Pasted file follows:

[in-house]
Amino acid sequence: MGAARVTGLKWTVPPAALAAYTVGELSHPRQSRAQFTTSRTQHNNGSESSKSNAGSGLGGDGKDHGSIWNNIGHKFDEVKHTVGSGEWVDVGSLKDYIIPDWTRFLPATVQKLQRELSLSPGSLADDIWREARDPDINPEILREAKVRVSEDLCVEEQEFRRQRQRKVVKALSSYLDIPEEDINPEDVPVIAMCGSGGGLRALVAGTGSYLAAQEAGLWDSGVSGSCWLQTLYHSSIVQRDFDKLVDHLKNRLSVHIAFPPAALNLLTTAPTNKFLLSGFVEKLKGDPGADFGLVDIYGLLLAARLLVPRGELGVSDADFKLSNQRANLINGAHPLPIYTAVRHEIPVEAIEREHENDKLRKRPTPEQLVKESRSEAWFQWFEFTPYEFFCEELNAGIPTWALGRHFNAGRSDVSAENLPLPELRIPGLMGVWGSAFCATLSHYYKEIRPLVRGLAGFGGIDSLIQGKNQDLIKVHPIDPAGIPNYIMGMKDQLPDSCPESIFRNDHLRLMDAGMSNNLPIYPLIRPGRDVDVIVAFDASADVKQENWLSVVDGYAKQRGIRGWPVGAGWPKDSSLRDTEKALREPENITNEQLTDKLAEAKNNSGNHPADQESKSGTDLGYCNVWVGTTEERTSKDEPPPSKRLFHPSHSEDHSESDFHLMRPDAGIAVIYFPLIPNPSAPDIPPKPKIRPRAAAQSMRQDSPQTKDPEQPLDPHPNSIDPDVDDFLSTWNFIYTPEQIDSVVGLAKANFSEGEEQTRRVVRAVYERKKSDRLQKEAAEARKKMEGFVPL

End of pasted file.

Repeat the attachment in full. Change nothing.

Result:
[in-house]
Amino acid sequence: MGAARVTGLKWTVPPAALAAYTVGELSHPRQSRAQFTTSRTQHNNGSESSKSNAGSGLGGDGKDHGSIWNNIGHKFDEVKHTVGSGEWVDVGSLKDYIIPDWTRFLPATVQKLQRELSLSPGSLADDIWREARDPDINPEILREAKVRVSEDLCVEEQEFRRQRQRKVVKALSSYLDIPEEDINPEDVPVIAMCGSGGGLRALVAGTGSYLAAQEAGLWDSGVSGSCWLQTLYHSSIVQRDFDKLVDHLKNRLSVHIAFPPAALNLLTTAPTNKFLLSGFVEKLKGDPGADFGLVDIYGLLLAARLLVPRGELGVSDADFKLSNQRANLINGAHPLPIYTAVRHEIPVEAIEREHENDKLRKRPTPEQLVKESRSEAWFQWFEFTPYEFFCEELNAGIPTWALGRHFNAGRSDVSAENLPLPELRIPGLMGVWGSAFCATLSHYYKEIRPLVRGLAGFGGIDSLIQGKNQDLIKVHPIDPAGIPNYIMGMKDQLPDSCPESIFRNDHLRLMDAGMSNNLPIYPLIRPGRDVDVIVAFDASADVKQENWLSVVDGYAKQRGIRGWPVGAGWPKDSSLRDTEKALREPENITNEQLTDKLAEAKNNSGNHPADQESKSGTDLGYCNVWVGTTEERTSKDEPPPSKRLFHPSHSEDHSESDFHLMRPDAGIAVIYFPLIPNPSAPDIPPKPKIRPRAAAQSMRQDSPQTKDPEQPLDPHPNSIDPDVDDFLSTWNFIYTPEQIDSVVGLAKANFSEGEEQTRRVVRAVYERKKSDRLQKEAAEARKKMEGFVPL